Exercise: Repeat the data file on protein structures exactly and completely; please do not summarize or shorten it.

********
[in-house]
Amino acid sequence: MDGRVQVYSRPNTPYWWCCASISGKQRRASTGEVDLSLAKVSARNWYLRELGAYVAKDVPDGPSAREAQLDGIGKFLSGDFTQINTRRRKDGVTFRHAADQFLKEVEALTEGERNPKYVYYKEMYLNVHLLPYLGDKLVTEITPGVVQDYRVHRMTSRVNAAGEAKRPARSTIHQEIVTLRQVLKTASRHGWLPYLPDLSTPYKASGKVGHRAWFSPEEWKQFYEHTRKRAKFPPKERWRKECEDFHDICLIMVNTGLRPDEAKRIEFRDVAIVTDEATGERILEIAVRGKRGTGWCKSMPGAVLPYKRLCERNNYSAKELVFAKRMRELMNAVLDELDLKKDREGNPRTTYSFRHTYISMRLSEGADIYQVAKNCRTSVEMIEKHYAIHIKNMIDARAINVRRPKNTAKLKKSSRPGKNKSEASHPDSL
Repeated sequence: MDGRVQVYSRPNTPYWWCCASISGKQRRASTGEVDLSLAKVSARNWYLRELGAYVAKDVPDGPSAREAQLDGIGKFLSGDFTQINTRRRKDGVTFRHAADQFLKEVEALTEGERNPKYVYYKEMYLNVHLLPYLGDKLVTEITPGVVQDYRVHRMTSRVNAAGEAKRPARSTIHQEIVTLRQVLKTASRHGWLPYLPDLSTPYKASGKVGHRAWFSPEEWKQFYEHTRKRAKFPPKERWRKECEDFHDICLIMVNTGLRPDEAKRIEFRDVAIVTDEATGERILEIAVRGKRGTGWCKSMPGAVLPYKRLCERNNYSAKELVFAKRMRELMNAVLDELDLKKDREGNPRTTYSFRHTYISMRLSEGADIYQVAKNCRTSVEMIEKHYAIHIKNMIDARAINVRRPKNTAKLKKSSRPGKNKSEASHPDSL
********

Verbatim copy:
[in-house]
Amino acid sequence: MDGRVQVYSRPNTPYWWCCASISGKQRRASTGEVDLSLAKVSARNWYLRELGAYVAKDVPDGPSAREAQLDGIGKFLSGDFTQINTRRRKDGVTFRHAADQFLKEVEALTEGERNPKYVYYKEMYLNVHLLPYLGDKLVTEITPGVVQDYRVHRMTSRVNAAGEAKRPARSTIHQEIVTLRQVLKTASRHGWLPYLPDLSTPYKASGKVGHRAWFSPEEWKQFYEHTRKRAKFPPKERWRKECEDFHDICLIMVNTGLRPDEAKRIEFRDVAIVTDEATGERILEIAVRGKRGTGWCKSMPGAVLPYKRLCERNNYSAKELVFAKRMRELMNAVLDELDLKKDREGNPRTTYSFRHTYISMRLSEGADIYQVAKNCRTSVEMIEKHYAIHIKNMIDARAINVRRPKNTAKLKKSSRPGKNKSEASHPDSL
Repeated sequence: MDGRVQVYSRPNTPYWWCCASISGKQRRASTGEVDLSLAKVSARNWYLRELGAYVAKDVPDGPSAREAQLDGIGKFLSGDFTQINTRRRKDGVTFRHAADQFLKEVEALTEGERNPKYVYYKEMYLNVHLLPYLGDKLVTEITPGVVQDYRVHRMTSRVNAAGEAKRPARSTIHQEIVTLRQVLKTASRHGWLPYLPDLSTPYKASGKVGHRAWFSPEEWKQFYEHTRKRAKFPPKERWRKECEDFHDICLIMVNTGLRPDEAKRIEFRDVAIVTDEATGERILEIAVRGKRGTGWCKSMPGAVLPYKRLCERNNYSAKELVFAKRMRELMNAVLDELDLKKDREGNPRTTYSFRHTYISMRLSEGADIYQVAKNCRTSVEMIEKHYAIHIKNMIDARAINVRRPKNTAKLKKSSRPGKNKSEASHPDSL